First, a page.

22. ^ Leviticus 27:16–17.
  23. ^ Leviticus 27:18.
  24. ^ Leviticus 27:19–21.
  25. ^ Leviticus 27:22–24.
  26. ^ Leviticus 27:26.
  27. ^ Leviticus 27:27.
  28. ^ Leviticus 27:28.
  29. ^ Leviticus 27:29.
  30. ^ Leviticus 27:30–31.
  31. ^ Leviticus 27:32–33.
  32. ^ See, e.g., "A Complete Triennial Cycle for Reading the Torah". The Jewish Theological Seminary. Retrieved November 12, 2013. 
  33. ^ For more on inner-Biblical interpretation, see, e.g., Benjamin D. Sommer. “Inner-biblical Interpretation.” In The Jewish Study Bible. Edited by Adele Berlin and Marc Zvi Brettler, pages 1829–35. New York: Oxford University Press, 2004. ISBN 0-19-529751-2.
  34. ^ Philo. The Special Laws, book 2, section 8, paragraphs 32–34. Alexandria, Egypt, early 1st century CE. Reprinted in, e.g., The Works of Philo: Complete and Unabridged, New Updated Edition. Translated by Charles Duke Yonge, page 571. Peabody, Massachusetts: Hendrickson Publishers, 1993. ISBN 0-943575-93-1.
  35. ^ Sifra Bechukotai 260:1:2.
  36. ^ Mishnah Megillah 3:6. Land of Israel, circa 200 CE. Reprinted in, e.g., The Mishnah: A New Translation. Translated by Jacob Neusner, page 321. New Haven: Yale University Press, 1988. ISBN 0-300-05022-4. Babylonian Talmud Megillah 23b–24a.
  37. ^ Babylonian Talmud Shabbat 32b–33a.
  38. ^ Mishnah Avot 5:8. Reprinted in, e.g., The Mishnah: A New Translation. Translated by Jacob Neusner, pages 686–87.
  39. ^ Mishnah Taanit 3:5. Reprinted in, e.g., The Mishnah: A New Translation. Translated by Jacob Neusner, page 312. Babylonian Talmud Taanit 19a.
  40. ^ Babylonian Talmud Sanhedrin 27b. Reprinted in, e.g., Talmud Bavli. Elucidated by Asher Dicker and Abba Zvi Naiman; edited by Hersh Goldwurm, volume 47, page 27b3. Brooklyn: Mesorah Publications, 1993. ISBN 1-57819-629-9.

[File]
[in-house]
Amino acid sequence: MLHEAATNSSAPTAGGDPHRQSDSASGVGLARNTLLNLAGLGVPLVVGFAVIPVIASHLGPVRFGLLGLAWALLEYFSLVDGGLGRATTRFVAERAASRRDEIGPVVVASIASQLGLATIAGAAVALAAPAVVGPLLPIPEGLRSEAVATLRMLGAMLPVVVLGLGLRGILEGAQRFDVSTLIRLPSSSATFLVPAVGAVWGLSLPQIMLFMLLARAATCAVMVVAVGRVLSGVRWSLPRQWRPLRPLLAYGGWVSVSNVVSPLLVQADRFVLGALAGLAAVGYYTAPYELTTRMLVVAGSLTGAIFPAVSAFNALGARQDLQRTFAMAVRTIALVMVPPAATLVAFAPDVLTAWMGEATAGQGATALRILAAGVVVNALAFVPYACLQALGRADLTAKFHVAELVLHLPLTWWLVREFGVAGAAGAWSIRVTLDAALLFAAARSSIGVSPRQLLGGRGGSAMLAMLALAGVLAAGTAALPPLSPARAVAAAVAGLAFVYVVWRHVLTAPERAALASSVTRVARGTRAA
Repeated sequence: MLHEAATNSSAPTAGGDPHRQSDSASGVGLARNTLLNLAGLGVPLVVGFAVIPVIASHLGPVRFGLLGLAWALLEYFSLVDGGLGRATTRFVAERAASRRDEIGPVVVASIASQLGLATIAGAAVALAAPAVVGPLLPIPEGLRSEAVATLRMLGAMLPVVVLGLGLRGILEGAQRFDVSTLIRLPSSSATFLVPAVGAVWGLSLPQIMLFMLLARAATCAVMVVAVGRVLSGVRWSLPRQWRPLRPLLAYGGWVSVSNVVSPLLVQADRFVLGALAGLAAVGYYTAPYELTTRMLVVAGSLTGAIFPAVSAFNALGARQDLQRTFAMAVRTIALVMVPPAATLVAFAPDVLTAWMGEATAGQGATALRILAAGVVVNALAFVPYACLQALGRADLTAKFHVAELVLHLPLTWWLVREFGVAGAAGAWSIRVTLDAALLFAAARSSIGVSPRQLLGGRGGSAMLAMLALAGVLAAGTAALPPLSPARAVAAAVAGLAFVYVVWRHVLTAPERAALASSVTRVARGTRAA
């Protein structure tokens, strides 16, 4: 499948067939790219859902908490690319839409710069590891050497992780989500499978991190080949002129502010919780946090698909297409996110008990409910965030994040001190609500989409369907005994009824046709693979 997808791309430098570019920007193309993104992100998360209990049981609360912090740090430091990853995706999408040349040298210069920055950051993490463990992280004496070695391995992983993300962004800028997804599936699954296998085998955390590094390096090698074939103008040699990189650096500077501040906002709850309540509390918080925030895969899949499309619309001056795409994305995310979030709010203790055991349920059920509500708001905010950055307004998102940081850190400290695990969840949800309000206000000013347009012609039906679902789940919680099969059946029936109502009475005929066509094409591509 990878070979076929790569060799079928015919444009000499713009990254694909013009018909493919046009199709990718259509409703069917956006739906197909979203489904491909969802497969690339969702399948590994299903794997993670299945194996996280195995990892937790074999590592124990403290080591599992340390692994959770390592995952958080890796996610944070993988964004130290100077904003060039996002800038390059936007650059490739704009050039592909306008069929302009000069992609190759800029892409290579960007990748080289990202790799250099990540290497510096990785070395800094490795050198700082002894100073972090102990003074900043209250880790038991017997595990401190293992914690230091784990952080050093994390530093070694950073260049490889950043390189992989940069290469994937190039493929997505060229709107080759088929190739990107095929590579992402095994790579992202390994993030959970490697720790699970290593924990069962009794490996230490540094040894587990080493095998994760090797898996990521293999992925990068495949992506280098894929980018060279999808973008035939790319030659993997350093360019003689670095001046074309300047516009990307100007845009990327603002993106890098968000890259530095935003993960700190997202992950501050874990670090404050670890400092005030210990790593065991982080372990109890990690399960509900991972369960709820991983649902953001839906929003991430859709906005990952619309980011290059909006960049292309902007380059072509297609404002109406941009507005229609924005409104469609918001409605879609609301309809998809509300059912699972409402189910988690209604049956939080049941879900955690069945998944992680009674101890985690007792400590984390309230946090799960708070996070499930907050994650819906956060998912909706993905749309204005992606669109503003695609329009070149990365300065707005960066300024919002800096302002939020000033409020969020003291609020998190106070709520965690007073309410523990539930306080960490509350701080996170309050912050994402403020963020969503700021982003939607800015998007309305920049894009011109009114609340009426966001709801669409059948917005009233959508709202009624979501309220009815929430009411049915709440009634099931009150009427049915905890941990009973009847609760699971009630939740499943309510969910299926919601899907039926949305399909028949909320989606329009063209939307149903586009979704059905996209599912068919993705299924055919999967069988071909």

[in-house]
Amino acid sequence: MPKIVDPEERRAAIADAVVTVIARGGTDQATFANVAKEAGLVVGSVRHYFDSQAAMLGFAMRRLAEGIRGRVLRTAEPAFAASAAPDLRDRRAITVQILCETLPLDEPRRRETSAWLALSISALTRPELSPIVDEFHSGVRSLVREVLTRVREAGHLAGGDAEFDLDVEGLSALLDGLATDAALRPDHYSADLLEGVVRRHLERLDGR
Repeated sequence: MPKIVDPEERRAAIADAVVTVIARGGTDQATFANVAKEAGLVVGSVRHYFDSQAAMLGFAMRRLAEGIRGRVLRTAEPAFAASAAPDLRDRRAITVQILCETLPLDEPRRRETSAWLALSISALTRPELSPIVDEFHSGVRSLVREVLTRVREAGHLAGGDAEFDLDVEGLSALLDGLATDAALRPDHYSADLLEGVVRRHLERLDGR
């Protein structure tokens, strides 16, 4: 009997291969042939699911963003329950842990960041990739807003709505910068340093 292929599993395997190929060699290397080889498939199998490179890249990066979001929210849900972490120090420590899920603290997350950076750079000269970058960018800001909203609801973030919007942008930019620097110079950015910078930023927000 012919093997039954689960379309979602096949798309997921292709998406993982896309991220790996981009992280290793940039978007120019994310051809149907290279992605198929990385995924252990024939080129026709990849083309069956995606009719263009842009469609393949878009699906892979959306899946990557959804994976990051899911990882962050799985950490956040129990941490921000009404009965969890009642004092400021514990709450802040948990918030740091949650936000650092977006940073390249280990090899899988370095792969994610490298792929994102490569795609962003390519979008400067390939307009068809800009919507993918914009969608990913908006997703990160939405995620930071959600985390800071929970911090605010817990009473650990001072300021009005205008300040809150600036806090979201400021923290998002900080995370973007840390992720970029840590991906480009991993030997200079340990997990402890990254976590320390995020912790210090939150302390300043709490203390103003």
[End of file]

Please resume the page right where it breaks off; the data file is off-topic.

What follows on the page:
41. ^ Babylonian Talmud Shevuot 39a. Reprinted in, e.g., Talmud Bavli. Elucidated by Michoel Weiner and Mordechai Kuber; edited by Yisroel Simcha Schorr, volume 51, page 39a4. Brooklyn: Mesorah Publications, 1994. ISBN 1-57819-607-8.
  42. ^ Babylonian Talmud Sanhedrin 27b.
  43. ^ E.g., Genesis 50:24; Exodus 2:24, 3:6, 15–16, 4:5, 6:3, 8, 33:1; Numbers 32:11; Deuteronomy 1:8, 6:10, 9:5, 27, 29:12 (English 29:13
  44. ^ Genesis Rabbah 1:15. Land of Israel, 5th century. Reprinted in, e.g., Midrash Rabbah: Genesis. Translated by H. Freedman and Maurice Simon, volume 1, pages 13–14. London: Soncino Press, 1939. ISBN 0-900689-38-2.
  45. ^ Ecclesiastes Rabbah 1:36.
  46. ^ Ecclesiastes 1:16.
  47. ^ Ecclesiastes 1:16.
  48. ^ 1 Kings 3:9.
  49. ^ 2 Kings 5:26.
  50. ^ 1 Samuel 17:32.
  51. ^ Ezekiel 22:14.
  52. ^ Psalm 16:9.
  53. ^ Lamentations 2:18.
  54. ^ Isaiah 40:2.
  55. ^ Deuteronomy 15:10.
  56. ^ Exodus 9:12..
  57. ^ Deuteronomy 20:3.
  58. ^ Genesis 6:6.
  59. ^ Deuteronomy 28:67.
  60. ^ Psalm 51:19.
  61. ^ Deuteronomy 8:14.
  62. ^ Jeremiah 5:23.
  63. ^ 1 Kings 12:33.
  64. ^ Deuteronomy 29:18.
  65. ^ Psalm 45:2.
  66. ^ Proverbs 19:21.
  67. ^ Psalm 21:3.
  68. ^ Proverbs 7:25.
  69. ^ Numbers 15:39.
  70. ^ Genesis 18:5.
  71. ^ Genesis 31:20.
  72. ^ Genesis 34:3.
  73. ^ Isaiah 21:4.
  74. ^ 1 Samuel 4:13.
  75. ^ Song of Songs 5:2.
  76. ^ Deuteronomy 6:5.
  77. ^ Leviticus 19:17.
  78. ^ Proverbs 23:17.
  79. ^ Jeremiah 17:10.
  80. ^ Joel 2:13.
  81. ^ Psalm 49:4.
  82. ^ Jeremiah 20:9.
  83. ^ Ezekiel 36:26.
  84. ^ 2 Kings 23:25.
  85. ^ Deuteronomy 19:6.
  86. ^ 1 Samuel 25:37.